Koji Fukada, Théo Court Topline Rotterdam’s CineMart Co-Production Market
New feature films from Japanese auteur Koji Fukada, Spanish-Chilean filmmaker Théo Court, and rising Georgian director Elene Naveriani are among the 28 projects selected for this year’s CineMart co-production market, which takes place online Jan. 30-Feb. 2, alongside the Rotterdam Film Festival.
One of Europe’s leading confabs for new and established filmmakers, CineMart will host a virtual 2022 edition after a dramatic rise in COVID-19 cases in the Netherlands in December forced organizers to scrap plans for a physical event. The Rotterdam Film Festival, which was planning to hold screenings in Dutch cinemas, also announced it was going virtual after concerns about the fast-spreading Omicron variant shuttered the country’s movie theaters.
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Though the last-minute reversal came as a disappointment to organizers, IFFR Pro, CineMart and Rotterdam Lab manager Inke van Loocke remains upbeat about this year’s edition of the market, which in previous years has offered a launching pad for titles such as Taika Waititi’s “Jojo Rabbit,” Adina Pintilie’s Berlinale Golden Bear winner “Touch Me Not,” and Yorgos Lanthimos’ “The Lobster.”
Van Loocke described it as a “huge challenge” to winnow down the selection from a huge pool of deserving submissions. “We always want this balance of more household names in the independent field,” she says, “but also new, first-, second-feature filmmakers.”
Along with 16 feature films currently in development, there are five Immersive projects and seven BoostNL projects, presented as part of a development program that began at last year’s Netherlands Film Festival.
Among the more anticipated works to launch this week is “Love on Trial,” Fukada’s pulled-from-the-headlines story of a teenage pop idol who is sued by her talent management company for violating a contractual clause that bans romantic relationships.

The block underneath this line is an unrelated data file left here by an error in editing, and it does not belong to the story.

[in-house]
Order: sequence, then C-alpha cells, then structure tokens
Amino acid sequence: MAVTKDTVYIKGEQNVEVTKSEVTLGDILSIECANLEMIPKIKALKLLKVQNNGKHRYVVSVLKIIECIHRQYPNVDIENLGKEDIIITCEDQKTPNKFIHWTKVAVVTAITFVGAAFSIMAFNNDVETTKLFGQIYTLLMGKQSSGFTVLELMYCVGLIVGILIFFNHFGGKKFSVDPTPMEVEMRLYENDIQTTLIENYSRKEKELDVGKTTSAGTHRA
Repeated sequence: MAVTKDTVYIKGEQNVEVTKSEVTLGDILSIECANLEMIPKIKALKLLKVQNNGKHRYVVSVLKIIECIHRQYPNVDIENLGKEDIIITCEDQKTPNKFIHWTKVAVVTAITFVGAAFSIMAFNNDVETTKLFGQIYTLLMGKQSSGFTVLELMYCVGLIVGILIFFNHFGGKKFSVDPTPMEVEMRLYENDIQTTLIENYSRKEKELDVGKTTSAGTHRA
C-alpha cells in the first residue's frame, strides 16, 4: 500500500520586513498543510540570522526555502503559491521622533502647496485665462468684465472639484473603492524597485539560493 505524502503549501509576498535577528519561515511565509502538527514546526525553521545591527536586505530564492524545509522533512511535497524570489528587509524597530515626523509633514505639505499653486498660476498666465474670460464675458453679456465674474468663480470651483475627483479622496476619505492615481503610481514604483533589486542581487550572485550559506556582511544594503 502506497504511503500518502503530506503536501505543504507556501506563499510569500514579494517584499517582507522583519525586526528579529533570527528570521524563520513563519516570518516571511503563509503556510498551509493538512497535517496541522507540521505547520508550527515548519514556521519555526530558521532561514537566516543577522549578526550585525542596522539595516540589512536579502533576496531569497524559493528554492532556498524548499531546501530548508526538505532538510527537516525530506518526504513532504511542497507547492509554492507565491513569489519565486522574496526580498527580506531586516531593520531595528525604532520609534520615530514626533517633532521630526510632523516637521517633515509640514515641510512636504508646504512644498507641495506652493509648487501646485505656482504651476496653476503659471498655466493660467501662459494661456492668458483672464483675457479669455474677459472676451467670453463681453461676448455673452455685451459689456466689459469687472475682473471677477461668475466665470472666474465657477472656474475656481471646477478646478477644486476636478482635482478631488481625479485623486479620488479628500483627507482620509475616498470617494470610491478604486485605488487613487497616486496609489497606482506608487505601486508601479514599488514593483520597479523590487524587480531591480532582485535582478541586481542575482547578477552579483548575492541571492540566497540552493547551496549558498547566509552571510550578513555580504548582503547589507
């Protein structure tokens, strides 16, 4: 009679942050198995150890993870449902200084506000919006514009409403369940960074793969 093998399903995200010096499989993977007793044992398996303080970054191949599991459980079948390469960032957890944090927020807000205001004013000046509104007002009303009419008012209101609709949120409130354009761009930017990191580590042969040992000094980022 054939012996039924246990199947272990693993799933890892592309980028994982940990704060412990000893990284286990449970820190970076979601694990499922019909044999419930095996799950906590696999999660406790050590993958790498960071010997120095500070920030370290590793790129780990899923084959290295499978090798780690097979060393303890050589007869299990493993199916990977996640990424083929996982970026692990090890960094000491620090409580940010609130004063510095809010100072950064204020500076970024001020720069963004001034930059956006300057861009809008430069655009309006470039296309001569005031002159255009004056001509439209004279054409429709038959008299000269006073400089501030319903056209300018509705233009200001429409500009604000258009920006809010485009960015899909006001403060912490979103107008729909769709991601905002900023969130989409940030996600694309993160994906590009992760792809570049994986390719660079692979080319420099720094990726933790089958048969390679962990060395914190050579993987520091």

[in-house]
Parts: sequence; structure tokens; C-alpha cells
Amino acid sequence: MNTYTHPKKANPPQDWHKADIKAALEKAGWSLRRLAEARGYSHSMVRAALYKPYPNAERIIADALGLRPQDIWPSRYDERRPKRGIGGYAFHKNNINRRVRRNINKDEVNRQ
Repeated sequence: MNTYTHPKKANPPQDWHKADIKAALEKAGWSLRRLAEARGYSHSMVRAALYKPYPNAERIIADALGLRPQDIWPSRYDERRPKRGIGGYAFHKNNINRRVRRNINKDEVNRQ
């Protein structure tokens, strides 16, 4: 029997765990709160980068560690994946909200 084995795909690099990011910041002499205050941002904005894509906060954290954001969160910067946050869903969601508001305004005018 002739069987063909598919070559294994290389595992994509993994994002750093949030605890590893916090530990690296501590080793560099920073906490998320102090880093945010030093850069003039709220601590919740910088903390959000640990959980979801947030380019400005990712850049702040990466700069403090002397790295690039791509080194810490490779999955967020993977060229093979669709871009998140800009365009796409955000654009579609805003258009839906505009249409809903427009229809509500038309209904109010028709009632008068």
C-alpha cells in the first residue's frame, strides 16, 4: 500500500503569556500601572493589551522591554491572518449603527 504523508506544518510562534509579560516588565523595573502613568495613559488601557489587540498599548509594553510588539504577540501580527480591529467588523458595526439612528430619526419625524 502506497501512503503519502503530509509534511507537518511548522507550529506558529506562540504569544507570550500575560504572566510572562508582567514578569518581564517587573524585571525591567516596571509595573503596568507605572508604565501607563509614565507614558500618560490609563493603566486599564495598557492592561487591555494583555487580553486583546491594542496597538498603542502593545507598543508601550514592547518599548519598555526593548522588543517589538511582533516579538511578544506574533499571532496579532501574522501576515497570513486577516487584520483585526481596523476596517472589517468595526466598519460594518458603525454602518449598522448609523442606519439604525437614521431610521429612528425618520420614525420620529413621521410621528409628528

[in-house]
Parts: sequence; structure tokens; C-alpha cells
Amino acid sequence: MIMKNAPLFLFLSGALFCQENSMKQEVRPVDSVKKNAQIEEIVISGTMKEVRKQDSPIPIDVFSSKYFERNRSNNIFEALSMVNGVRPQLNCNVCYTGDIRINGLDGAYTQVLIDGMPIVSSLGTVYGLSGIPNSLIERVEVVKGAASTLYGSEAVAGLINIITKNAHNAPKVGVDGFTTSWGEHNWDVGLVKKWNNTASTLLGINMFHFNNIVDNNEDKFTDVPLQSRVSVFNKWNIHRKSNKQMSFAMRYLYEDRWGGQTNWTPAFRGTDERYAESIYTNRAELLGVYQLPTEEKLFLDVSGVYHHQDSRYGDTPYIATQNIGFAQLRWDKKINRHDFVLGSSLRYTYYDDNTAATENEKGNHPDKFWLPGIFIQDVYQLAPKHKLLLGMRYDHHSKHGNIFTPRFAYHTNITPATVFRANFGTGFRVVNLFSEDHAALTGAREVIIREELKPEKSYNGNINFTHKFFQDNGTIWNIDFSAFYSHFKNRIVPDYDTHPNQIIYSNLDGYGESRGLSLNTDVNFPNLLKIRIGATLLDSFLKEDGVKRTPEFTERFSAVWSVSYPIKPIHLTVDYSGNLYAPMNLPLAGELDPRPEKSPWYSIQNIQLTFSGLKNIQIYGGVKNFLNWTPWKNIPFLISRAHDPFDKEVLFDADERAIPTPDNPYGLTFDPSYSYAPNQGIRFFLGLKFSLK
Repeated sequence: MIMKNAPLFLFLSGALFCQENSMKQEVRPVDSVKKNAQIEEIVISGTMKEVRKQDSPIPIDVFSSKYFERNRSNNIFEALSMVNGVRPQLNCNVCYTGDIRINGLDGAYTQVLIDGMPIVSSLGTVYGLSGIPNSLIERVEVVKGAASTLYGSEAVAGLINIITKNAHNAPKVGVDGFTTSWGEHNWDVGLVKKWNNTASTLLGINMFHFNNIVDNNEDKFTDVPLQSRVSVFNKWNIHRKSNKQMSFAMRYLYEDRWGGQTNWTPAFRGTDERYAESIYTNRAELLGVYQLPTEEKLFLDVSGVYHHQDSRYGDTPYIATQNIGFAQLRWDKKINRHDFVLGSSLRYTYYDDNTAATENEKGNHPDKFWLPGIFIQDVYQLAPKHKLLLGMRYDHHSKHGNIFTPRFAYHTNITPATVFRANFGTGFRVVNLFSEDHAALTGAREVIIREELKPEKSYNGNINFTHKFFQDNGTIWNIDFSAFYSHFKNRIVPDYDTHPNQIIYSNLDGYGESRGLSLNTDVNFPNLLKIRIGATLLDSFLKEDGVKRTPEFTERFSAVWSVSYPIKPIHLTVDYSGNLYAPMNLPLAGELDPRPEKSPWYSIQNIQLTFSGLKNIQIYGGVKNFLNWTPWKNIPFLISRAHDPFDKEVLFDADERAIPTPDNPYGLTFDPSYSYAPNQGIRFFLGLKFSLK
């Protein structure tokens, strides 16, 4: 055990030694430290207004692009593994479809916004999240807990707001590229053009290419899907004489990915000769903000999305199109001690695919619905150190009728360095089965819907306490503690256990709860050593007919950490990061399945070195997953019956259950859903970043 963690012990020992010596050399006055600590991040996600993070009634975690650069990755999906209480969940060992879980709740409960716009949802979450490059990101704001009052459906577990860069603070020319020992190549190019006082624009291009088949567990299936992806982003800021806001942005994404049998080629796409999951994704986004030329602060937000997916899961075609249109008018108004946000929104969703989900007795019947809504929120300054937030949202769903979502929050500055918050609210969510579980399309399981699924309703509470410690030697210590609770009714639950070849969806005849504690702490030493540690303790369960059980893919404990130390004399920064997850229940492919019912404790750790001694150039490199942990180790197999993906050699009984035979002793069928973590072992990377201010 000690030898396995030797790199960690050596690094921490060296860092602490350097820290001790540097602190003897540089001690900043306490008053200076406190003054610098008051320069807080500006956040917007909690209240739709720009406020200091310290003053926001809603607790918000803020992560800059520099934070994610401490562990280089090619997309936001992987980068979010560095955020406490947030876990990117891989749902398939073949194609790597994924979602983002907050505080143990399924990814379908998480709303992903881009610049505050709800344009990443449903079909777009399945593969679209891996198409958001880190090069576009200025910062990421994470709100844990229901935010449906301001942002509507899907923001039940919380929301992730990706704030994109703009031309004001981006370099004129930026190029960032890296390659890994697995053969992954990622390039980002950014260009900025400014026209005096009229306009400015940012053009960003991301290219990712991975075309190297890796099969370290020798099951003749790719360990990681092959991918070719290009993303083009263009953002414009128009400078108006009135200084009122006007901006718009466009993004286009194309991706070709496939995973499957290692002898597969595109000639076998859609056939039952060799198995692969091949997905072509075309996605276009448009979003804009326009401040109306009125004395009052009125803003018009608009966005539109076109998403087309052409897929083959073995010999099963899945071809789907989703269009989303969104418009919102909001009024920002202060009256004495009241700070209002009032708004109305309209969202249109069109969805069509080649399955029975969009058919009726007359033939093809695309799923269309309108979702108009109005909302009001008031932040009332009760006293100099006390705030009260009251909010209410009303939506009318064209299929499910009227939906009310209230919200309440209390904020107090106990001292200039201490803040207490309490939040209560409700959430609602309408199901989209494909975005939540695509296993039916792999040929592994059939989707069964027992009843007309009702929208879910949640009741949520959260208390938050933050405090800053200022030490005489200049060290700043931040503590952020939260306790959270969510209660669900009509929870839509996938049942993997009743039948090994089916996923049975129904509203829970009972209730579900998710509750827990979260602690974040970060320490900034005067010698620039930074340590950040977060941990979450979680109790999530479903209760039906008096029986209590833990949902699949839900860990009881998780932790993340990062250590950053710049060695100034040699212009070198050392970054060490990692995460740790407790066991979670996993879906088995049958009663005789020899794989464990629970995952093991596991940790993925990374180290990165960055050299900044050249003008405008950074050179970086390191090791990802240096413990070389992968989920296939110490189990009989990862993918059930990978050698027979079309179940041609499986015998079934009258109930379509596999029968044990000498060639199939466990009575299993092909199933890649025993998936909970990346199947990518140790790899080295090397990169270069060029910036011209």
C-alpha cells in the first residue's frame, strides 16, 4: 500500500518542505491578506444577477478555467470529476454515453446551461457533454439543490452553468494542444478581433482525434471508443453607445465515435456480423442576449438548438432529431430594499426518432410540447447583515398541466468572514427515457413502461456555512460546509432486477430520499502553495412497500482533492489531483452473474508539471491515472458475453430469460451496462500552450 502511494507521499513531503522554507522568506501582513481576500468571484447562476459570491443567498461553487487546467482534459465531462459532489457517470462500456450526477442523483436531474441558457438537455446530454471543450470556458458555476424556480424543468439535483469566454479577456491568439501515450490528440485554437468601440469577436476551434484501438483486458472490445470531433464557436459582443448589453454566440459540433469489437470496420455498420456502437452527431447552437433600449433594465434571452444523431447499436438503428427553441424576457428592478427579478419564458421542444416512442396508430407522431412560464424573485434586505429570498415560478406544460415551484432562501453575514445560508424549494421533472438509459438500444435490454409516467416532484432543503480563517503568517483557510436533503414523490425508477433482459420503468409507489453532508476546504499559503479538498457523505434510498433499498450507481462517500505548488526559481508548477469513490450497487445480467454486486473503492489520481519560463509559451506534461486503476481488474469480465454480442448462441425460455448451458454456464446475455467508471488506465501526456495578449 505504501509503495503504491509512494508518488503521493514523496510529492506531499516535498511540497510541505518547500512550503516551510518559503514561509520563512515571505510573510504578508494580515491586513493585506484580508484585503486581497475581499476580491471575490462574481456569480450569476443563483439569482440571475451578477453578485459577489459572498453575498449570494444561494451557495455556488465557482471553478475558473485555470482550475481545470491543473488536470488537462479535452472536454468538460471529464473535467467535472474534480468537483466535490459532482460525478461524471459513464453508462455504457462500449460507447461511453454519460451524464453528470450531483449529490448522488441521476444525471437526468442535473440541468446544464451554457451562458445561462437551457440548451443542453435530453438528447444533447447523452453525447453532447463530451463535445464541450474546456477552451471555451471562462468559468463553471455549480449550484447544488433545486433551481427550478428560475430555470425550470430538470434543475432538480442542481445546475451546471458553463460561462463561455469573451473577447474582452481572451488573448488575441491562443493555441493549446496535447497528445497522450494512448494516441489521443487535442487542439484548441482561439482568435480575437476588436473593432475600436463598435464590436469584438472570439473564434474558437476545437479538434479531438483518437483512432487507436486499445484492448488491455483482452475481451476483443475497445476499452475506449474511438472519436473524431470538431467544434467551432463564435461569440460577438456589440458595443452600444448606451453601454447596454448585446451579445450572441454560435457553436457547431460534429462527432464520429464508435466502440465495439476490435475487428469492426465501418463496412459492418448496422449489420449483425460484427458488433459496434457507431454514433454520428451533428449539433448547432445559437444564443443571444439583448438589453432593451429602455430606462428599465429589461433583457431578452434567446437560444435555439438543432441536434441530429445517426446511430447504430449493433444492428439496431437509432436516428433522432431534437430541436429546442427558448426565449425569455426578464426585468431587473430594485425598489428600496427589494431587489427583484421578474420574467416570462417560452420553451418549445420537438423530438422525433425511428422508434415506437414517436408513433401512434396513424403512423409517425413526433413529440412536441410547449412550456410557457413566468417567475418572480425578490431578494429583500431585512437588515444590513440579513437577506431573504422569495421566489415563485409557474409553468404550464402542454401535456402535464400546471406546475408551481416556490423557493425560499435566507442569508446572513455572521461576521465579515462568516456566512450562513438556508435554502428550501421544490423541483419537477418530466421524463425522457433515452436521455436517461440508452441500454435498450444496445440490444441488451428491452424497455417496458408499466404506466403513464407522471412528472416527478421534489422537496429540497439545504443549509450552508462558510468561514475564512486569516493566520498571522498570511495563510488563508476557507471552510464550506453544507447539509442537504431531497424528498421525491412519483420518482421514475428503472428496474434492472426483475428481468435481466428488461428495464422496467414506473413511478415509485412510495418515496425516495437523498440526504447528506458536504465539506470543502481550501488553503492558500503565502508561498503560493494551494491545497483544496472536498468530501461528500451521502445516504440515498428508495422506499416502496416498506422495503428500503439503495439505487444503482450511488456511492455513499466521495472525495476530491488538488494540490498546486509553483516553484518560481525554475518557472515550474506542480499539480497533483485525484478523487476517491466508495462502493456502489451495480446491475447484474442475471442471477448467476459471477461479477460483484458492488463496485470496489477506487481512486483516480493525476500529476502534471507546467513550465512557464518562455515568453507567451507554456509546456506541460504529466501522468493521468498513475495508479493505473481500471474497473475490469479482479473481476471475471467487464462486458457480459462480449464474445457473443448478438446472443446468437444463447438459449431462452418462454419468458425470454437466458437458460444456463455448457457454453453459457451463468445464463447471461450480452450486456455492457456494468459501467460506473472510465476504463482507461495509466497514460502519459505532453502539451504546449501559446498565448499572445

Another buzz title is “Tres Noches Negras” (pictured), written and directed by Court, whose last film “White on White” won a Silver Lion in the Venice Film Festival’s Horizons strand and was Chile’s Oscar submission this year. The film turns on a peasant in the Chilean countryside who makes a deal with the devil to disastrous effects.
Georgia’s Naveriani, who debuted in Rotterdam in 2017 with “I Am Truly a Drop of Sun on Earth” and bowed her follow-up “Wet Sand” in Locarno last year, returns with “Blackbird Blackbird Blackberry,” which tells the story of a single woman in her late 40s who is stuck in a small, backward-looking Georgian town and discovers love for the first time.
Meanwhile Hong Kong filmmaker Flora Kau, whose feature debut “Bends” premiered in Cannes’ Un Certain Regard section in 2013, will present her film “The Beautiful Normal,” about a movie producer whose life unravels after her studio unexpectedly pulls the plug on her latest project.
And Croatian director Judita Gamulin’s feature debut “Leave the Door Open,” which she is also developing as part of the Residence of the Cinéfondation at Cannes, offers a distinctive take on human relations set entirely inside an IKEA store.
This year’s CineMart selection casts a wide net, with more than two dozen countries on five continents represented, while 25 of the 28 projects have women attached as either producers, directors, or both.
Though such gender parity is nothing new for CineMart – which achieved a 50-50 balance in 2021 “without even thinking about it,” according to van Loocke – it nevertheless points to the continued influence of the #MeToo movement on the industry.
It’s a movement that van Loocke says goes beyond representation alone. “In the content of the stories, even if they’re sometimes being told by men, you do see that it’s not necessarily the male gaze anymore on certain subjects,” she says. “And that has been really interesting to see.”